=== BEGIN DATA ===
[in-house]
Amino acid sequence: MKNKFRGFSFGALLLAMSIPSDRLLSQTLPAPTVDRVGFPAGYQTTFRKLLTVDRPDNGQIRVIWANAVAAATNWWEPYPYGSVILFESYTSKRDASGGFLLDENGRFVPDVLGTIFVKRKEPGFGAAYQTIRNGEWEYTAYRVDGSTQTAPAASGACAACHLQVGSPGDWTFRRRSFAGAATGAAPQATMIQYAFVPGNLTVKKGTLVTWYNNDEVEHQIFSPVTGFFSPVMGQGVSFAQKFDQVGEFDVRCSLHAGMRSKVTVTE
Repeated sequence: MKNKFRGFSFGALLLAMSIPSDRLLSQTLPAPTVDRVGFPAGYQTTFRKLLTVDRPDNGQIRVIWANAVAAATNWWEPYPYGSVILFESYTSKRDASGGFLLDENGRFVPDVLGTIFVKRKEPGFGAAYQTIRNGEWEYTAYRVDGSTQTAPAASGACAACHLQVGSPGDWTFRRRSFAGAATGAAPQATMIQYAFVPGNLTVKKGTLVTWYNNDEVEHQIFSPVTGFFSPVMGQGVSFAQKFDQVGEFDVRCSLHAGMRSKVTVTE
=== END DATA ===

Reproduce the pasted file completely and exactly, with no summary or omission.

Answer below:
[in-house]
Amino acid sequence: MKNKFRGFSFGALLLAMSIPSDRLLSQTLPAPTVDRVGFPAGYQTTFRKLLTVDRPDNGQIRVIWANAVAAATNWWEPYPYGSVILFESYTSKRDASGGFLLDENGRFVPDVLGTIFVKRKEPGFGAAYQTIRNGEWEYTAYRVDGSTQTAPAASGACAACHLQVGSPGDWTFRRRSFAGAATGAAPQATMIQYAFVPGNLTVKKGTLVTWYNNDEVEHQIFSPVTGFFSPVMGQGVSFAQKFDQVGEFDVRCSLHAGMRSKVTVTE
Repeated sequence: MKNKFRGFSFGALLLAMSIPSDRLLSQTLPAPTVDRVGFPAGYQTTFRKLLTVDRPDNGQIRVIWANAVAAATNWWEPYPYGSVILFESYTSKRDASGGFLLDENGRFVPDVLGTIFVKRKEPGFGAAYQTIRNGEWEYTAYRVDGSTQTAPAASGACAACHLQVGSPGDWTFRRRSFAGAATGAAPQATMIQYAFVPGNLTVKKGTLVTWYNNDEVEHQIFSPVTGFFSPVMGQGVSFAQKFDQVGEFDVRCSLHAGMRSKVTVTE